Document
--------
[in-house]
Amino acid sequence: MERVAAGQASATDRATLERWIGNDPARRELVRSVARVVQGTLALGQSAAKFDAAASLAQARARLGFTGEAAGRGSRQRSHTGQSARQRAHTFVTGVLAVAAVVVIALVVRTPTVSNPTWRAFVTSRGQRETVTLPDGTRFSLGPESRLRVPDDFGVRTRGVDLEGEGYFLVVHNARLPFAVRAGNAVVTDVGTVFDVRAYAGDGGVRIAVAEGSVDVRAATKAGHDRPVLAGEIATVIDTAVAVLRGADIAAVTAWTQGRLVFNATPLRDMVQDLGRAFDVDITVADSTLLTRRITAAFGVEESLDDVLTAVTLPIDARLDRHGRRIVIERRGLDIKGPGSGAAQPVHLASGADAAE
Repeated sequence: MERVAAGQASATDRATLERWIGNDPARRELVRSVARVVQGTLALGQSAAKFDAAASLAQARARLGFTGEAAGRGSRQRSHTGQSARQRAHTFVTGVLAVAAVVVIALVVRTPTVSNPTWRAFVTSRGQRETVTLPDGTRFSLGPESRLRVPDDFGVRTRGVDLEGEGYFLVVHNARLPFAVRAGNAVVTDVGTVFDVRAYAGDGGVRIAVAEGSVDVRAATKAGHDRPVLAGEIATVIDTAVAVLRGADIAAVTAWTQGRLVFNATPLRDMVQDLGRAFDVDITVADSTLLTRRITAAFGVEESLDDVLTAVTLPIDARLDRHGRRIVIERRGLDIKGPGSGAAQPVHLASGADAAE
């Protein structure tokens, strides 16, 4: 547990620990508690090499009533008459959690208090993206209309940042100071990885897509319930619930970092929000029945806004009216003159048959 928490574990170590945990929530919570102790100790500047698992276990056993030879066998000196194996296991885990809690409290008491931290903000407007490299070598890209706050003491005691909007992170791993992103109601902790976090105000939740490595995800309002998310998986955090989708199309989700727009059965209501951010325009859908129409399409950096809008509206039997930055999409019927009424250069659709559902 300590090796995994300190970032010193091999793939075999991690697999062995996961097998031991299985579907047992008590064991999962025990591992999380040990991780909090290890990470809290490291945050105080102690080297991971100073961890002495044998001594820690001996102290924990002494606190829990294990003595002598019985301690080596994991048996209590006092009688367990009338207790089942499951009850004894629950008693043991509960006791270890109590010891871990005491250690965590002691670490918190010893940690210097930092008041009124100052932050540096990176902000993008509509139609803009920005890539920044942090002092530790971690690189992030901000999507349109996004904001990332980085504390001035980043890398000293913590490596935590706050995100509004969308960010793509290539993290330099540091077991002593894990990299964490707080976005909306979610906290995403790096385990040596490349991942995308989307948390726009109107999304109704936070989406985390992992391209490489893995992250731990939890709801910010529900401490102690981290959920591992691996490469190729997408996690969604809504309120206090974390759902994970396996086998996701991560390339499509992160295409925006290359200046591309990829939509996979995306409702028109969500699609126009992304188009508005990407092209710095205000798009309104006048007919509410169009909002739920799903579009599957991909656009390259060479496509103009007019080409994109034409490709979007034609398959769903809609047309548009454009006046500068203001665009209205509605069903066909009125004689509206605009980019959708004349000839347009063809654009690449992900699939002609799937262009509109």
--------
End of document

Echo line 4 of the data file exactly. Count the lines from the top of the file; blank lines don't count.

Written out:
């Protein structure tokens, strides 16, 4: 547990620990508690090499009533008459959690208090993206209309940042100071990885897509319930619930970092929000029945806004009216003159048959 928490574990170590945990929530919570102790100790500047698992276990056993030879066998000196194996296991885990809690409290008491931290903000407007490299070598890209706050003491005691909007992170791993992103109601902790976090105000939740490595995800309002998310998986955090989708199309989700727009059965209501951010325009859908129409399409950096809008509206039997930055999409019927009424250069659709559902 300590090796995994300190970032010193091999793939075999991690697999062995996961097998031991299985579907047992008590064991999962025990591992999380040990991780909090290890990470809290490291945050105080102690080297991971100073961890002495044998001594820690001996102290924990002494606190829990294990003595002598019985301690080596994991048996209590006092009688367990009338207790089942499951009850004894629950008693043991509960006791270890109590010891871990005491250690965590002691670490918190010893940690210097930092008041009124100052932050540096990176902000993008509509139609803009920005890539920044942090002092530790971690690189992030901000999507349109996004904001990332980085504390001035980043890398000293913590490596935590706050995100509004969308960010793509290539993290330099540091077991002593894990990299964490707080976005909306979610906290995403790096385990040596490349991942995308989307948390726009109107999304109704936070989406985390992992391209490489893995992250731990939890709801910010529900401490102690981290959920591992691996490469190729997408996690969604809504309120206090974390759902994970396996086998996701991560390339499509992160295409925006290359200046591309990829939509996979995306409702028109969500699609126009992304188009508005990407092209710095205000798009309104006048007919509410169009909002739920799903579009599957991909656009390259060479496509103009007019080409994109034409490709979007034609398959769903809609047309548009454009006046500068203001665009209205509605069903066909009125004689509206605009980019959708004349000839347009063809654009690449992900699939002609799937262009509109």